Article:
Kissorphin

Kissorphin comprises the N-terminally amidated 45-50 fragment of the Kisspeptin-54 peptide hormone (Milton 2012) and is a ligand for the NPFF receptors (Milton 2012; Gibula-Bruzda et al 2017). The Kissorphin and Kisspeptin-54 peptides are derivatives from the metastasis suppressor KiSS-1 gene. Both Kisspeptin-54 peptide and C-terminal derivatives act via GRP-54 and NPFF receptors, however Kissorphin only acts on the NPFF receptors. The major function of Kisspeptin is as an activator of the Hypothalamic-Pituitary-Gonadal axis, via GPR-54 receptors and stimulation of hypothalamic gonadotrophin-releasing hormone (GnRH) release. The Kisspeptin peptides are also effective suppressors of metastasis of some cancers and were originally termed metastin for this activity.

We have shown that peptides containing residues 45-50 of the Kisspeptin-54 peptide bind to amyloid-ß 25-35, prion protein 106-126 and amylin 1-37 peptides (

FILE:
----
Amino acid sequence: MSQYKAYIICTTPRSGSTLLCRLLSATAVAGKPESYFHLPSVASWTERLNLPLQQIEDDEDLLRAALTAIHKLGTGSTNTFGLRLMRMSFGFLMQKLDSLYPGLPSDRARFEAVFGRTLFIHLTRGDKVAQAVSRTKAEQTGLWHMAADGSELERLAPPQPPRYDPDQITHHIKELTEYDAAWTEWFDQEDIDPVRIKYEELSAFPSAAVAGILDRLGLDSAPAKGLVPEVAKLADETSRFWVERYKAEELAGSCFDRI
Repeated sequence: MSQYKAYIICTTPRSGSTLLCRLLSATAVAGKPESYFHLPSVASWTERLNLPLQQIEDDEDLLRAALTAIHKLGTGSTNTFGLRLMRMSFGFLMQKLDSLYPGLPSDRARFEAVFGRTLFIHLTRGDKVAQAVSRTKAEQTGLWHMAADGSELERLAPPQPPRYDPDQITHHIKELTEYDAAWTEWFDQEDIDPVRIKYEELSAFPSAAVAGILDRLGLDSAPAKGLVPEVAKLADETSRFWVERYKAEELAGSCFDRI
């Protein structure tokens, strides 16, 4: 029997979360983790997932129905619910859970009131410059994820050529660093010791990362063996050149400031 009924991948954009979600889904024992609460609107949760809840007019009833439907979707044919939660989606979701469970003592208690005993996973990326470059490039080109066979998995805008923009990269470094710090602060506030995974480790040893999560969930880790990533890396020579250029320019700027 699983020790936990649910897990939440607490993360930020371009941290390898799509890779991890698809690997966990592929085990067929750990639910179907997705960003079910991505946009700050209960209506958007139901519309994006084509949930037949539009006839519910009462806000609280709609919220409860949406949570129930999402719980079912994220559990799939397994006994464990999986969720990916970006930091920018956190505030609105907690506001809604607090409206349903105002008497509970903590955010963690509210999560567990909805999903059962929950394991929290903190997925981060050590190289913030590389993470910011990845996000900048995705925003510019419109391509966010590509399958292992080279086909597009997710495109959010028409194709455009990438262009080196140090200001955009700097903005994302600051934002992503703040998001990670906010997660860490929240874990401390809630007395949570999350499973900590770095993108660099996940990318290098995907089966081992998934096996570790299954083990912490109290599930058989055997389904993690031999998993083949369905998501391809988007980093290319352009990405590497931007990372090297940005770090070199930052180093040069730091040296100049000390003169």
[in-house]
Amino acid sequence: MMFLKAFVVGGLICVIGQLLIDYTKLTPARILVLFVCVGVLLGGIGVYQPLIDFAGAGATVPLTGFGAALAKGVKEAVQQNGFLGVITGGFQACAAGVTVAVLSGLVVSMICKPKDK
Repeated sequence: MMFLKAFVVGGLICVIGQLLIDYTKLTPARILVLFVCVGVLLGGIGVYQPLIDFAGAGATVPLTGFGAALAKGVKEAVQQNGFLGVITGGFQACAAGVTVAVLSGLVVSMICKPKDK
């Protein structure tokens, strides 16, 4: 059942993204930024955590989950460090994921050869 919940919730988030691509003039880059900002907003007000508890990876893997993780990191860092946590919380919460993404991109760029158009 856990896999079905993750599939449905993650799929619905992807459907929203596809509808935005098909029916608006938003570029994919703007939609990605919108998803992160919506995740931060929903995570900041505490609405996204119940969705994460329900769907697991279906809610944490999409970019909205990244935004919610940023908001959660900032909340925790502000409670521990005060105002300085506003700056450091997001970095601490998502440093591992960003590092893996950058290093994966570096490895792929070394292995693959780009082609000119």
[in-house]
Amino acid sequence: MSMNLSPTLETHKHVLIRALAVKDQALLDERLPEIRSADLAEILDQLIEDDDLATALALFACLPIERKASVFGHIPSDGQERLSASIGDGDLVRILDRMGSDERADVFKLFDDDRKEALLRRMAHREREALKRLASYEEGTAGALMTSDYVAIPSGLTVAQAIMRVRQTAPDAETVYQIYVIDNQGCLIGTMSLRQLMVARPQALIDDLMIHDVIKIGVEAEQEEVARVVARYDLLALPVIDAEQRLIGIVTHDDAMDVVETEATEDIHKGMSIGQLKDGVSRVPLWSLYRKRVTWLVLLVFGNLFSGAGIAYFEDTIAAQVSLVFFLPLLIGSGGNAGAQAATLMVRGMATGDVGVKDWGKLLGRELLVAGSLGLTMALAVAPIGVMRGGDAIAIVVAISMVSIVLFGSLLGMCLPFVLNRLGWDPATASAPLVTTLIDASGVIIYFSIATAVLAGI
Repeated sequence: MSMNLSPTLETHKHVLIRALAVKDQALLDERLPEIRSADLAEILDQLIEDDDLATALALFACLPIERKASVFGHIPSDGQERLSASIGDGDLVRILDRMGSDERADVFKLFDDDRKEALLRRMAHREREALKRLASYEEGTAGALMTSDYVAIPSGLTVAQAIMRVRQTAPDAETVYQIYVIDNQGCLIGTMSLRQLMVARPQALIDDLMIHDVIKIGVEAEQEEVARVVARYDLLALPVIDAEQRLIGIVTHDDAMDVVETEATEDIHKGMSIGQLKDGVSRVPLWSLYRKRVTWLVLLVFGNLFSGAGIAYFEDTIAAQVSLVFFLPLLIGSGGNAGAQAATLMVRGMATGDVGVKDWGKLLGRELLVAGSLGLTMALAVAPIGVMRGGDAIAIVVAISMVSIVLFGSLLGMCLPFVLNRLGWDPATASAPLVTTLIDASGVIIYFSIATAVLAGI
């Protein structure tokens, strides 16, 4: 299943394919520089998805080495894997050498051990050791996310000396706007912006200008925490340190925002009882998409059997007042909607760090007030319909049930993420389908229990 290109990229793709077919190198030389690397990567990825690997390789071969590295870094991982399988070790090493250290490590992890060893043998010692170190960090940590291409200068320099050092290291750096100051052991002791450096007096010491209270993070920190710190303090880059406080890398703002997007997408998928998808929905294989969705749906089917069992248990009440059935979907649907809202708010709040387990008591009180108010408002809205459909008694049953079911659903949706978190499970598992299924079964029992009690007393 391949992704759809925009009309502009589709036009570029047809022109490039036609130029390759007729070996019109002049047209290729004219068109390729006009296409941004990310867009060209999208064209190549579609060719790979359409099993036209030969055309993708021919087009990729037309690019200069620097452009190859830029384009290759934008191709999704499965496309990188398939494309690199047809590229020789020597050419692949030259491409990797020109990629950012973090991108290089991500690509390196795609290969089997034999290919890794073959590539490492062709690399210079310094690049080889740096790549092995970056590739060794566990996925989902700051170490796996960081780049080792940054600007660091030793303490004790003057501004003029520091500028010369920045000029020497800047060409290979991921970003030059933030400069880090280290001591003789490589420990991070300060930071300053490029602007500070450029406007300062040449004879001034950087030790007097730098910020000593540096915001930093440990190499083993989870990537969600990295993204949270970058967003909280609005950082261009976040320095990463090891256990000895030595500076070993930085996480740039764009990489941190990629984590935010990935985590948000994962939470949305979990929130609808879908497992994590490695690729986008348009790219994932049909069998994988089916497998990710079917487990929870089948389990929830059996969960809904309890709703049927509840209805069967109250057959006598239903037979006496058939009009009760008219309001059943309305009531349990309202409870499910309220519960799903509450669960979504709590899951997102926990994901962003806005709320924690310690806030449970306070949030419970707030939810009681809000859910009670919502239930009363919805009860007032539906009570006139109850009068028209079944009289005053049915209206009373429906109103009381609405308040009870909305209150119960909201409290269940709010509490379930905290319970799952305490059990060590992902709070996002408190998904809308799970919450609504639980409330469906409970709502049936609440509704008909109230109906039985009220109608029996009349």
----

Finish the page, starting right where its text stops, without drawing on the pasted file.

Milton et al 2012). This region of the Kisspeptin-54 peptide is part of a sequence with significant similarity to the catalase amyloid-ß binding domain and can displace catalase binding to amyloid peptides. The Kissorphin peptide is itself neuroprotective against amyloid-ß, prion protein and amylin peptides. The peptide also reduces Congo red binding aggregate formation and the neuroprotective action appears to be independent of GPR-54 and NPFF receptor activation (Milton et al 2012).

A UK patent for the use of kissorphin peptides in the treatment of Alzheimer's disease, Creutzfeldt jakob disease and diabetes mellitus (
Milton 2017) has been granted. Aptamers against kissorphin have been generated by the Neuroaptamer group and in silico interactions with other proteins examined by NeuroDelta Ltd.

Cell lines overexpressing the KiSS-1 gene are resistant to amyloid peptide toxicity (
Chilumuri & Milton 2013). The mechanism of resistance to amyloid-ß toxicity involves activation of a pathway that can be inhibited by the oxytocin antagonist atosiban and the cyclo-oxygenase inhibitor SC-560. Kisspeptin immunoreactivity co-localizes with amyloid-ß deposits in the Alzheimer's brain (Chilumuri et al 2013), where there are also deposits staining for catalase and the neuroprotective corticotropin releasing hormone.

Research on Kisspeptin as an Alzheimer's neuroprotective compound was presented at the Alzheimer's Research UK 2013 conference (
Chilumuri 2013). Other groups have confirmed the utility of kisspeptin (Jiang et al 2015) for prevention of amyloid-ß toxicity in vivo and the potential for therapeutic use in Alzheimer's disease.